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2010-11-01 - Colloque/Article dans les actes avec comité de lecture - Anglais - 11 page(s)

Massart Amaury, Hantson Anne-Lise , "Optimization of the medium composition of the microalga « Dunaliella tertiolecta butcher” in order to combine high cell density and accumulation of lipids for biodiesel production" in 3rd International Symposium on Energy from Biomass and Waste, Venise, Italie, 2010

  • Codes CREF : Bio-énergétique (DI311B), Biotechnologie (DI3800)
  • Unités de recherche UMONS : Chimie et Biochimie appliquées (F504)
  • Instituts UMONS : Institut des Biosciences (Biosciences), Institut de Recherche en Energétique (Energie)
  • Centres UMONS : Biosys (BIOSYS)

Abstract(s) :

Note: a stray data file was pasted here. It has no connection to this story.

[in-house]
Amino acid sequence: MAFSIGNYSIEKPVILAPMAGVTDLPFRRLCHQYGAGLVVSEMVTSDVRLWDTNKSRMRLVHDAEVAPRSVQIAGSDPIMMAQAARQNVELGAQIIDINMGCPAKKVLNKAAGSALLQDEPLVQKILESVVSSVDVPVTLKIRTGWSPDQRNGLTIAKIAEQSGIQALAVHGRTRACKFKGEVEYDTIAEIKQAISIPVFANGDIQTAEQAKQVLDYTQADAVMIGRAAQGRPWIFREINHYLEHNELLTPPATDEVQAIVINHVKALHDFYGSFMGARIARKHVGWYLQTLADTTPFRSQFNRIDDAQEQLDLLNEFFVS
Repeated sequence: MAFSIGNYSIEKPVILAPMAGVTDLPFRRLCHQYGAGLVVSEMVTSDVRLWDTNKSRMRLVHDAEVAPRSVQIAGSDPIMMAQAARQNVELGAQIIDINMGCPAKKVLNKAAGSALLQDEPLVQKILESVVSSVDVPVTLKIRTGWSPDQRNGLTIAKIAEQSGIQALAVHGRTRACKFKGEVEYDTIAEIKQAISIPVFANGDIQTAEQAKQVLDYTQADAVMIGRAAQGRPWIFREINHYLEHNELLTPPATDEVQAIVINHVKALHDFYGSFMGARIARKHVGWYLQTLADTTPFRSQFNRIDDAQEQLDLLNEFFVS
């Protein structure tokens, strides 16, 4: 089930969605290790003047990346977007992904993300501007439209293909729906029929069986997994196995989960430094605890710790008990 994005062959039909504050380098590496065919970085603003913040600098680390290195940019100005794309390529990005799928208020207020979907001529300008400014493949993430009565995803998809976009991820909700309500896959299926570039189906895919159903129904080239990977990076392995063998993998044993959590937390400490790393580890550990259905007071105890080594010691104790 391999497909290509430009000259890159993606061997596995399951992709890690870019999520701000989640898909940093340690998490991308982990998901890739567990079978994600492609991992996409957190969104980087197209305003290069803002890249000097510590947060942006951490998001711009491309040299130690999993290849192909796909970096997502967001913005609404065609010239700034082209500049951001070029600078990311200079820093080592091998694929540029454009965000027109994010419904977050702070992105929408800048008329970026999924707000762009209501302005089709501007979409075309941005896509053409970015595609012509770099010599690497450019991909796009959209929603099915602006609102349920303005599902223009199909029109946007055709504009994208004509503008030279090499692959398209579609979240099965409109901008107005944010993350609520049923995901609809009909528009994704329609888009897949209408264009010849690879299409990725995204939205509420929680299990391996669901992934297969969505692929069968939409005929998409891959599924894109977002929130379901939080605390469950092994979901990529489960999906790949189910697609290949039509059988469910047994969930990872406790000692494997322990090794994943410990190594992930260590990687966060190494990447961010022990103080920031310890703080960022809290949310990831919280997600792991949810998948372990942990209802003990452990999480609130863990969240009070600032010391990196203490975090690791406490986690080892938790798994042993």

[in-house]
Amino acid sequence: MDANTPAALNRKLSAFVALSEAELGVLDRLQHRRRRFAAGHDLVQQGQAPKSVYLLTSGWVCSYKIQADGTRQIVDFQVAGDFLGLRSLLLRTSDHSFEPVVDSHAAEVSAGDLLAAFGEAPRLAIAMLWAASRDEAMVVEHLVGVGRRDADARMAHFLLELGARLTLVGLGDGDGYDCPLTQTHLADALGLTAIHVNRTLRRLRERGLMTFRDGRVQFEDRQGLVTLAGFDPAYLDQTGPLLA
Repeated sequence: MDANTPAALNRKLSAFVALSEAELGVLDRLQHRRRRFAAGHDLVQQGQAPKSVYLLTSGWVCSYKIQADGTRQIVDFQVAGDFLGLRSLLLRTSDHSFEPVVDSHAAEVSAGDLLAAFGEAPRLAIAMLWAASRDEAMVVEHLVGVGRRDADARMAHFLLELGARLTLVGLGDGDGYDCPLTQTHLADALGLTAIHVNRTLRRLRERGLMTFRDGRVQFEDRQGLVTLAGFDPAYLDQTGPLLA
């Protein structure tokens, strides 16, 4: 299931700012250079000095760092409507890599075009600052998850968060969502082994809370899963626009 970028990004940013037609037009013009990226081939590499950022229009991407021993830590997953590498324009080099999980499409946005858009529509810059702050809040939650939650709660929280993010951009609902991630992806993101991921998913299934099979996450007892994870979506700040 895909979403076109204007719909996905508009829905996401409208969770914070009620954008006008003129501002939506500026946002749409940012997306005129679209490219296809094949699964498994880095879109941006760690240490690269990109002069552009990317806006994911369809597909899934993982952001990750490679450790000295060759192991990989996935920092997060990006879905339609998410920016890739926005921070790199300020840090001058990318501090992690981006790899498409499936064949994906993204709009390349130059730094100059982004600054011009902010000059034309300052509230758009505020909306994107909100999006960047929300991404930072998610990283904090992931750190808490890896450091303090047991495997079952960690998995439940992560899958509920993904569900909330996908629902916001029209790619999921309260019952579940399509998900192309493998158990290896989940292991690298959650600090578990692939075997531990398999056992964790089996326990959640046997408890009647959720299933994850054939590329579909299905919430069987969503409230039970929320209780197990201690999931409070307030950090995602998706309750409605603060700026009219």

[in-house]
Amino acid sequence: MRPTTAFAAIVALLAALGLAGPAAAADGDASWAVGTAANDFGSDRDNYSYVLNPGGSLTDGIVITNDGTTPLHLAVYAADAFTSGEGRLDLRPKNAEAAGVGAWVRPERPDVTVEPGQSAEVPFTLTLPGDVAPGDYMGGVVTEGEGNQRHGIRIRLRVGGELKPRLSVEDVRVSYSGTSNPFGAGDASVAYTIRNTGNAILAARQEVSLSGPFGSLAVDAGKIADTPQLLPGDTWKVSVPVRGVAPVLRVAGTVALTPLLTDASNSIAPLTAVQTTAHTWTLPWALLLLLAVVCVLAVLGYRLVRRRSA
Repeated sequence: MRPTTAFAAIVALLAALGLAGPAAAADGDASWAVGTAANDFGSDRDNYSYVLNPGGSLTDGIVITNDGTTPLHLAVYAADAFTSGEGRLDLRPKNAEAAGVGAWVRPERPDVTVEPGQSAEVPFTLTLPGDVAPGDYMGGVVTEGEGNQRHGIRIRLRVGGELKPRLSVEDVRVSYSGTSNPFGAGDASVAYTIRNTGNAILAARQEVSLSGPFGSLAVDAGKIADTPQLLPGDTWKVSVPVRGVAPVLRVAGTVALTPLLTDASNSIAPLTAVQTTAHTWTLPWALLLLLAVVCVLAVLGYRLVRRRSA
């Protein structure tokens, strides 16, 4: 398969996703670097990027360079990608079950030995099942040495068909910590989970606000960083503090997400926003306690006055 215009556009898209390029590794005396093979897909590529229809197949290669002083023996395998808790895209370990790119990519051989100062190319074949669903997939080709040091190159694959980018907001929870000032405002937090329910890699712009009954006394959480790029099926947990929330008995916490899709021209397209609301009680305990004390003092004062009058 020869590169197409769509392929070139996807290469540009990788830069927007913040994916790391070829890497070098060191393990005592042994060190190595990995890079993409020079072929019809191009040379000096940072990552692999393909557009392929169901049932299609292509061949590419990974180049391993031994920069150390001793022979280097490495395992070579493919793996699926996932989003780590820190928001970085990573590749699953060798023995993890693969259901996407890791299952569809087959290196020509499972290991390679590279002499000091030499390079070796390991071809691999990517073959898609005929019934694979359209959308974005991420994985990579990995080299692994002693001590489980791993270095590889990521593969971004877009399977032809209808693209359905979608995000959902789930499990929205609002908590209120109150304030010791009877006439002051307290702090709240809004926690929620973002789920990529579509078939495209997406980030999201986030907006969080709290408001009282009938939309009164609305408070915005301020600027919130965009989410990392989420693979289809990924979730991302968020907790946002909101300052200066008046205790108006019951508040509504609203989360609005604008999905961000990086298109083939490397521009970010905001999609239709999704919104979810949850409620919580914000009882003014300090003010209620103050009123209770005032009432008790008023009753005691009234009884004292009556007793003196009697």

(Anglais) The inexorable depletion of petroleum combined with the contribution of fossil fuels to an increase in atmospheric carbon dioxide, has led scientists to develop alternative, renewable and carbon neutral fuels. One promising line of research is to produce biodiesel from microalgae. Microalgae are photosynthetic unicellular microorganisms present on Earth for more than 2 billion years. They use sunlight as an energy source to capture carbon dioxide, part of which is converted into triglycerides, a raw material in the production of biodiesel. Generally, during the experimental phase, these microorganisms are grown in batch (Erlenmeyer flasks) or in small photobioreactors (PBR). The parameters of the culture (pH, temperature, light) are regulated to increase the growth rate and obtain high cell densities. To grow, microalgae require a specific light intensity and a significant contribution in carbon dioxide. For cultures in small volumes (batch < 500 ml), supplementation in carbon dioxide is unnecessary, the surface of the culture medium is sufficient to ensure adequate gas exchange. A potentially interesting strain for producing biodiesel should have 2 important properties : a fast growth rate and a significant lipid content. Based on these criteria, the microalga Dunaliella Tertiolecta Butcher (ATCC 30923) was chosen for this study. It has an average doubling time of 4h and the lipid ratio reached 25% under certain conditions. The standard culture medium of this strain is the modified NORO medium which has the following composition : NaCl 10g/L, MgCl2.6H2O 1,5g/L, KNO3 1g/L, MgSO4.7H2O 0,5g/L, KCl 0,2g/L, CaCl2.2H2O 0,2g/L, K2HPO4 45mg/L. The objective of this study is to optimize the composition of the culture medium for rapid microalgal growth and an important lipid content in the culture. To do this, we use a design of experiments (3 factors and 2 levels) where the variable parameters are the concentration in nitrates, the light intensity and the salinity (concentration in sodium chloride) of the culture medium. Table 1. Levels of the 3 factors for the design of experiments Factor Low level High level Potassium nitrate 1 g/L 3 g/L Sodium chloride 10 g/L 50 g/L Light intensity 100 µmol.m-2.s-1 300 µmol.m-2.s-1 For each culture, two responses will be analyzed : the growth of algal biomass by visible spectrophotometry at 680 nm and the lipid content of microalgae by fluorescence spectroscopy. The fluorescence spectroscopy allows the quantification of lipids by microalgae through a fat-soluble dye (Nile Red, CAS number 7385-67-3) which makes lipid vesicles fluorescent. The first experiments have highlighted the difficulty of obtaining both a high growth rate and significant lipid content. Indeed, an antagonistic phenomenon occurs : cultures with a rapid growth rate have a low lipid content and vice versa. Moreover, we note that preliminary experiments show that culture media with high nitrate concentration promote growth while an increase in salinity promotes lipid storage. The analysis of the results of the design of experiments will determine the conditions leading to rapid growth coupled with a commercially exploitable lipid content.